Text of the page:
time you looked at a clock, and you may even be able to estimate time well enough to figure out
about how much time passed before you drifted off. But the exact moment that you fell asleep is
almost impossible to identify. It’s not until you woke up in the morning that you even fully
realized that it had happened at all. Whether you slept soundly, tossed and turned restlessly or
dreamed all night, odds are you didn’t realize the difference either way until morning.
For years while I was growing up, I spent each Summer living carefree and happy. I
spent each Autumn bummed that school was starting, but skating successfully through classes
and activities with little effort. However, each year around the start of the second semester in
January, life became much more difficult. Suddenly school seemed overwhelming. Homework
assignments and projects went undone and my attendance began to slip. I needed more sleep,
but couldn't fall asleep at night. As Spring came on and the end of the school year approached,
I would begin to revive, looking towards a new Summer full of endless possibilities. I looked
back at the Winter, safely behind me, and truly believed in my heart that there was an ugly truth
lurking in the shadows: deep down, I was lazy and somehow lacking in something that everyone
else around me seemed to have just fine.
It wasn’t until I was 21 years old that I finally talked to a doctor and got some medication
prescribed for depression—seasonal depression, a specific type that worsens as the days get
shorter. At last I discovered that I could be just as motivated and intelligent in the Winter as I felt
during the Summer. It was a relief, but then the episodes of depression began to happen at any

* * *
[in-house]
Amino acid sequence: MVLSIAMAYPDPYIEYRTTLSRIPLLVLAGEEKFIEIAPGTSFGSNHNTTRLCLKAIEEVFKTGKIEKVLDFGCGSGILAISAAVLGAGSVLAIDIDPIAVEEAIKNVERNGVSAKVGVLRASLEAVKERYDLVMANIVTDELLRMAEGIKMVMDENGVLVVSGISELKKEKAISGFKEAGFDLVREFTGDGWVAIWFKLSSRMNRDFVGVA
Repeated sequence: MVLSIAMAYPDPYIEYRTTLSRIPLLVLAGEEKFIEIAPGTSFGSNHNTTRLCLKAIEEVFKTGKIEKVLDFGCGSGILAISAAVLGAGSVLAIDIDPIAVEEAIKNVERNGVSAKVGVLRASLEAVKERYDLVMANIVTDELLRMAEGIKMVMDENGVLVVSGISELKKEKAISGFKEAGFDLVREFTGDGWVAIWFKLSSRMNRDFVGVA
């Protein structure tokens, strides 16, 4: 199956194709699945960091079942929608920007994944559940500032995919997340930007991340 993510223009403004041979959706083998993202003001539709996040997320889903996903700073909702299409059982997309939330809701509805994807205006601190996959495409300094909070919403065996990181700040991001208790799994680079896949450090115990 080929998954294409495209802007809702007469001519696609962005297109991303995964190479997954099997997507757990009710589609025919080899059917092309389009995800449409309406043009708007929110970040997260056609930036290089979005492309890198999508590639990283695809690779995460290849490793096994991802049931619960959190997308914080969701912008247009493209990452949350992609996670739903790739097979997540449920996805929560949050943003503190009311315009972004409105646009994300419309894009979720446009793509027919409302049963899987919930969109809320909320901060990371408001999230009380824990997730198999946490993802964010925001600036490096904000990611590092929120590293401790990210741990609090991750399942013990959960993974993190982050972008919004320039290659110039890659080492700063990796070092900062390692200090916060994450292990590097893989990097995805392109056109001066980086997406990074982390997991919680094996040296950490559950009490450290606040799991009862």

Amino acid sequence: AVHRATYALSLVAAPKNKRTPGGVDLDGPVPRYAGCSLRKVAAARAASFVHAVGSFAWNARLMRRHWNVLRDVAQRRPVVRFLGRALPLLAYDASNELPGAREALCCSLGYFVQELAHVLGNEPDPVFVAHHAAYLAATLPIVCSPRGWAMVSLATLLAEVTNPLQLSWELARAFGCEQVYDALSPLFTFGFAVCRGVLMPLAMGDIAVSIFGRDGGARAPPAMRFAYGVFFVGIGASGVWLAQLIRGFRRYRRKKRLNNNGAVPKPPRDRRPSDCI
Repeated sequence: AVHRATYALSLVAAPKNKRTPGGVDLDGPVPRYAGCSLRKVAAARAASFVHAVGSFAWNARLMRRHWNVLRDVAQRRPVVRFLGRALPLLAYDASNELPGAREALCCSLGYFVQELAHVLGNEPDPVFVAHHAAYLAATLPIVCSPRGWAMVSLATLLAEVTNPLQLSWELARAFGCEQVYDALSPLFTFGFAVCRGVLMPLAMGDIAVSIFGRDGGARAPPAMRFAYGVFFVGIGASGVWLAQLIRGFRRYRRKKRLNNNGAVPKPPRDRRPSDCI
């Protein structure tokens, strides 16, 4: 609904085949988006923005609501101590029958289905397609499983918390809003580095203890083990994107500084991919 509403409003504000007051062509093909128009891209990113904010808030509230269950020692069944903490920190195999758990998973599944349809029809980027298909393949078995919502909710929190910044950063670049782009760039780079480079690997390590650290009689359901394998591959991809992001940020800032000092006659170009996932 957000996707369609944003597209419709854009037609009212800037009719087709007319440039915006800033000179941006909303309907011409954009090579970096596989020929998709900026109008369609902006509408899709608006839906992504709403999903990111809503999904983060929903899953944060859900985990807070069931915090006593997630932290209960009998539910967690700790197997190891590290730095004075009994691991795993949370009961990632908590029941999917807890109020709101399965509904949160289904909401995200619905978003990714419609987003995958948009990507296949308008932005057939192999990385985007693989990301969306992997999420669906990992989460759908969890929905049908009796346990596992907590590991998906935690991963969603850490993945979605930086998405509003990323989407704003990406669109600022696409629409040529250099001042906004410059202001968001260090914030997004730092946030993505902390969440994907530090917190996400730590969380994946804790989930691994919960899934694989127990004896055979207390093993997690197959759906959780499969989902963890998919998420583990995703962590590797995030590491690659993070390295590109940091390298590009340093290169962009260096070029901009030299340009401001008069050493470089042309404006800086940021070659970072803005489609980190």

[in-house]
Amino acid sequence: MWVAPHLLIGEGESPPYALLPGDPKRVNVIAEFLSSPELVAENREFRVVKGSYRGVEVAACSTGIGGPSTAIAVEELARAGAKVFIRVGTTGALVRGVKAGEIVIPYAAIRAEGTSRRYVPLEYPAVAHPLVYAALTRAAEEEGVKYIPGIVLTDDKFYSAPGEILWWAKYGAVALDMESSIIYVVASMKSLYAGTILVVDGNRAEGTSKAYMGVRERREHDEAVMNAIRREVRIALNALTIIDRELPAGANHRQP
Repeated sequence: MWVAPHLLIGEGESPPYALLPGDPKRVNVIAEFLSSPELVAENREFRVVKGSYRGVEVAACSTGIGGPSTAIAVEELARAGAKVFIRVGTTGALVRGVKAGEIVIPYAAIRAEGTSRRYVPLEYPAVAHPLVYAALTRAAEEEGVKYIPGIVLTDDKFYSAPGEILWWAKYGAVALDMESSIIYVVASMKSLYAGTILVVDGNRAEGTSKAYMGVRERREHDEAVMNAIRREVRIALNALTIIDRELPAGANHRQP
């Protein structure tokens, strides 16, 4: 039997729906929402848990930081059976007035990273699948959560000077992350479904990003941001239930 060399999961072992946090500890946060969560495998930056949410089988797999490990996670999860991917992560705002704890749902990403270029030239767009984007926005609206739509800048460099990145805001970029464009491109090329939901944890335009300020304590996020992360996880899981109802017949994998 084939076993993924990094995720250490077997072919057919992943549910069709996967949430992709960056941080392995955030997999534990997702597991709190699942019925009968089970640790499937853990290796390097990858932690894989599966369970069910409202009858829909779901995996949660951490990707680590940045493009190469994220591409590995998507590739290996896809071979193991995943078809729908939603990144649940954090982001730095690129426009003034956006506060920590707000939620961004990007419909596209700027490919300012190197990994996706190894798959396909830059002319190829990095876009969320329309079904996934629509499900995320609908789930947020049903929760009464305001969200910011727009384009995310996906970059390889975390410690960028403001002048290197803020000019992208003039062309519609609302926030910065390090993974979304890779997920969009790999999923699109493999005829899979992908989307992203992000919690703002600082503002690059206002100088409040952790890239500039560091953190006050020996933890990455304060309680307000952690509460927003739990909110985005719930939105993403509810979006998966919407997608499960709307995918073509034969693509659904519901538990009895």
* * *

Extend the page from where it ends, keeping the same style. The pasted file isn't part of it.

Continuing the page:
time of the year, and I was only able to recognize those moments after the fact, sometimes after
weeks or even months had passed. I found it very difficult to say when exactly I had begun
feeling that way, and only noticed the difference when it was over. I couldn't remember the
moment at which I had fallen asleep.
In the movie Inception, there is a scene in which two characters are together in a shared
dream. One of them is ignorant of this fact, and the other, fully aware, calls his attention to
certain details of the dream in order to help him see that his reality is not what he assumes. He
calls his attention to particular aspects of their dream—the strangeness of the weather, the
shifts in gravity, and most importantly, he asks the dreamer how he came to arrive at their
current location. As the dreamer realizes that he doesn’t have an answer to that question, he
acknowledges the abnormalities and begins to question his reality. The dream nearly collapses
around them. The first man calms the dreamer and tells him to be patient with himself because
it takes years of practice to remember details of normal life while in the dream, or vice versa.
I’m still being patient with myself, but today I am better able to identify the strangeness of
the dream of depression that sometimes takes the place of my normal world. If I notice that I’m
not enjoying playing my guitar, if I start to think about how overwhelming school or work seem to
be, if I feel hopeless about the future, or if I find myself struggling to get out of bed after 10
hours of sleep, I know what’s going on. I know that I’m actually asleep from real life, trapped in a
dream that I desperately need to collapse. For me, prescription medication and a strong
relationship with God help almost completely. Staying away from any kind of self-medication is a
must—replacing depression with an addiction to a substance or behavior only lengthens and
deepens the dream from which I must inevitably wake.
Different things work for different people, but whatever your particular ailment may be, I
encourage you to stay vigilant and pay attention to the strangeness of the dream. Remember
that real life is better than where you are right now. Don’t let the warped perceptions of the
dream become your reality, no matter how long you’ve been stuck there. Wake up and fight. Get
help. Call a friend. Skate, write, run, or work, but whatever you do, remember the truth:
depression is brutal, real, and debilitating—but it’s also a dream from which you can always
A note from James
Jackson is a very close friend of mine. We met while serving church missions in Albuquerque, New Mexico. We quickly became friends and he helped me through some of my lowest points of depression. He helped me to realize that it is okay to have depression and there is no shame in being open about it. I can safely say that had it not been for him, this website would not exist.